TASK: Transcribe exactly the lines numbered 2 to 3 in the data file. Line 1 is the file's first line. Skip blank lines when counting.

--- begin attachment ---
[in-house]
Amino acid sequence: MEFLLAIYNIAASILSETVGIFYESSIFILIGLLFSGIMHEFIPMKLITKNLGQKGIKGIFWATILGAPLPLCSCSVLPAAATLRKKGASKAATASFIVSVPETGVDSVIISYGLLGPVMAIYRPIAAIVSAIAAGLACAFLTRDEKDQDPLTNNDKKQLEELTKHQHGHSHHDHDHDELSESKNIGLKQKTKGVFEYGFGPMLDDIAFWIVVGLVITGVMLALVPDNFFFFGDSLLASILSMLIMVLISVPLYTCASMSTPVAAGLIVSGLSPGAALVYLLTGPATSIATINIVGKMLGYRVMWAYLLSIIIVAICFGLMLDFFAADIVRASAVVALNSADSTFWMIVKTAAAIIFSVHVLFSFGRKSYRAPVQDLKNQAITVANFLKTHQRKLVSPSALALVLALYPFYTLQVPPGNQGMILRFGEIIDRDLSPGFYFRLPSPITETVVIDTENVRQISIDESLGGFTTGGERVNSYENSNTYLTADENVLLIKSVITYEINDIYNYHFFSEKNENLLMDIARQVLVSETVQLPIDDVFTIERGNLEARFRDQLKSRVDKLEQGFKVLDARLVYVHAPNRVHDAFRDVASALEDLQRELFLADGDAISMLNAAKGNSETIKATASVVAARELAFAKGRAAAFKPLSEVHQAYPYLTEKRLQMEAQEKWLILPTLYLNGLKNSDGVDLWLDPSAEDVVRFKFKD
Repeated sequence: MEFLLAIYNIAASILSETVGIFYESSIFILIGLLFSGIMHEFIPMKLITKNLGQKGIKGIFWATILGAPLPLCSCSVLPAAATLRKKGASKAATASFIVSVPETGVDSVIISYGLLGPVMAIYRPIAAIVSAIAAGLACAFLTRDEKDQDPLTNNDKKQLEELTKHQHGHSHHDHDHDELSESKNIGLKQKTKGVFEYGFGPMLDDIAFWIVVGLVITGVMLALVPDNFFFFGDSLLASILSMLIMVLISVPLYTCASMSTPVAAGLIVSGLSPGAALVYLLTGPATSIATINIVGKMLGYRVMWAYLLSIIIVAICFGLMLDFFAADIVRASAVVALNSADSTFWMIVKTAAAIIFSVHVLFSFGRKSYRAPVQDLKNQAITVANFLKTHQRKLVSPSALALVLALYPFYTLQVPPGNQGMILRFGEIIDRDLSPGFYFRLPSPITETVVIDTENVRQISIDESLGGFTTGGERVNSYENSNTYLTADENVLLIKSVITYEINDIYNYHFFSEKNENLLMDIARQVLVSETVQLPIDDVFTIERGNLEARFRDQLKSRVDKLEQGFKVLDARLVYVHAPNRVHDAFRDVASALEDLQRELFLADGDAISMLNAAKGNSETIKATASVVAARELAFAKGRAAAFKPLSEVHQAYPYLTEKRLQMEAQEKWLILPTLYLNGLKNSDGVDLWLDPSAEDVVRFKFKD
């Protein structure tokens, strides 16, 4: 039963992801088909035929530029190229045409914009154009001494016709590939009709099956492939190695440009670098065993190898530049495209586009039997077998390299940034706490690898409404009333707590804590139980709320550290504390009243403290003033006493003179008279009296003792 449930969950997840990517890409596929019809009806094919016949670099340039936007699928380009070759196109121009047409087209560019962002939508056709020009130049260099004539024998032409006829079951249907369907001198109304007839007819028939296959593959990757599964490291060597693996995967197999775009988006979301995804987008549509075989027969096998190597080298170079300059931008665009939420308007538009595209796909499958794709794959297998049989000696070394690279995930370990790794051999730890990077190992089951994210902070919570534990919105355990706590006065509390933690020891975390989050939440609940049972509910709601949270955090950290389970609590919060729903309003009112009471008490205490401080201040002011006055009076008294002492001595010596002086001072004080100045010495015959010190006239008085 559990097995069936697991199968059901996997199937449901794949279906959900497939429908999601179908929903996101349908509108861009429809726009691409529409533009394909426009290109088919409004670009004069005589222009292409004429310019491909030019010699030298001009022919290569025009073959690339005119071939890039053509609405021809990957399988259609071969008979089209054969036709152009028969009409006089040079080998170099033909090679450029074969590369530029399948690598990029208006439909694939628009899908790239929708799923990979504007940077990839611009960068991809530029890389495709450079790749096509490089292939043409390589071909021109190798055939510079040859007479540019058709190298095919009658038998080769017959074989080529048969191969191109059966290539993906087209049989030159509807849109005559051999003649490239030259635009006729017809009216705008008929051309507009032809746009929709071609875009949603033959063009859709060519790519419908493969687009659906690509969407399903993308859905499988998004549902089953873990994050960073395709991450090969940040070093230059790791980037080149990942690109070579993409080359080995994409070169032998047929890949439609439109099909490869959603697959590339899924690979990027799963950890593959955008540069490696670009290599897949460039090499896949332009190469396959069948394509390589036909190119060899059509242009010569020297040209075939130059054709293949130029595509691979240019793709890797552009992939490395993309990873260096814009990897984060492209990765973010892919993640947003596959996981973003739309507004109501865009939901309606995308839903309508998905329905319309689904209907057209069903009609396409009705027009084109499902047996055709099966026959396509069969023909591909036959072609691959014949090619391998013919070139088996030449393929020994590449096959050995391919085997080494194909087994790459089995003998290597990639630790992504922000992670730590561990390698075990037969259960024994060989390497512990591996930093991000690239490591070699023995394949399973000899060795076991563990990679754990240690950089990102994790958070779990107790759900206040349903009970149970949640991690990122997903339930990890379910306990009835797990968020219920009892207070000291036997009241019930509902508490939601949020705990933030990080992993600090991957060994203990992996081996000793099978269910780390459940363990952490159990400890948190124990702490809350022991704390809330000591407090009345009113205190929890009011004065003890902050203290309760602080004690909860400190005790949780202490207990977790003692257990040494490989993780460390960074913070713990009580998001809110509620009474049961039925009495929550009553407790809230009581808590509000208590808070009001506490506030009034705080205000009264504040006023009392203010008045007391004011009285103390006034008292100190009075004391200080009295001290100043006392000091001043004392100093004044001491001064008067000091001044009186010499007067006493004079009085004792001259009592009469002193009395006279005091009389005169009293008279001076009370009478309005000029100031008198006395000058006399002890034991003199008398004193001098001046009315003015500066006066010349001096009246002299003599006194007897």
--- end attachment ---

Amino acid sequence: MEFLLAIYNIAASILSETVGIFYESSIFILIGLLFSGIMHEFIPMKLITKNLGQKGIKGIFWATILGAPLPLCSCSVLPAAATLRKKGASKAATASFIVSVPETGVDSVIISYGLLGPVMAIYRPIAAIVSAIAAGLACAFLTRDEKDQDPLTNNDKKQLEELTKHQHGHSHHDHDHDELSESKNIGLKQKTKGVFEYGFGPMLDDIAFWIVVGLVITGVMLALVPDNFFFFGDSLLASILSMLIMVLISVPLYTCASMSTPVAAGLIVSGLSPGAALVYLLTGPATSIATINIVGKMLGYRVMWAYLLSIIIVAICFGLMLDFFAADIVRASAVVALNSADSTFWMIVKTAAAIIFSVHVLFSFGRKSYRAPVQDLKNQAITVANFLKTHQRKLVSPSALALVLALYPFYTLQVPPGNQGMILRFGEIIDRDLSPGFYFRLPSPITETVVIDTENVRQISIDESLGGFTTGGERVNSYENSNTYLTADENVLLIKSVITYEINDIYNYHFFSEKNENLLMDIARQVLVSETVQLPIDDVFTIERGNLEARFRDQLKSRVDKLEQGFKVLDARLVYVHAPNRVHDAFRDVASALEDLQRELFLADGDAISMLNAAKGNSETIKATASVVAARELAFAKGRAAAFKPLSEVHQAYPYLTEKRLQMEAQEKWLILPTLYLNGLKNSDGVDLWLDPSAEDVVRFKFKD
Repeated sequence: MEFLLAIYNIAASILSETVGIFYESSIFILIGLLFSGIMHEFIPMKLITKNLGQKGIKGIFWATILGAPLPLCSCSVLPAAATLRKKGASKAATASFIVSVPETGVDSVIISYGLLGPVMAIYRPIAAIVSAIAAGLACAFLTRDEKDQDPLTNNDKKQLEELTKHQHGHSHHDHDHDELSESKNIGLKQKTKGVFEYGFGPMLDDIAFWIVVGLVITGVMLALVPDNFFFFGDSLLASILSMLIMVLISVPLYTCASMSTPVAAGLIVSGLSPGAALVYLLTGPATSIATINIVGKMLGYRVMWAYLLSIIIVAICFGLMLDFFAADIVRASAVVALNSADSTFWMIVKTAAAIIFSVHVLFSFGRKSYRAPVQDLKNQAITVANFLKTHQRKLVSPSALALVLALYPFYTLQVPPGNQGMILRFGEIIDRDLSPGFYFRLPSPITETVVIDTENVRQISIDESLGGFTTGGERVNSYENSNTYLTADENVLLIKSVITYEINDIYNYHFFSEKNENLLMDIARQVLVSETVQLPIDDVFTIERGNLEARFRDQLKSRVDKLEQGFKVLDARLVYVHAPNRVHDAFRDVASALEDLQRELFLADGDAISMLNAAKGNSETIKATASVVAARELAFAKGRAAAFKPLSEVHQAYPYLTEKRLQMEAQEKWLILPTLYLNGLKNSDGVDLWLDPSAEDVVRFKFKD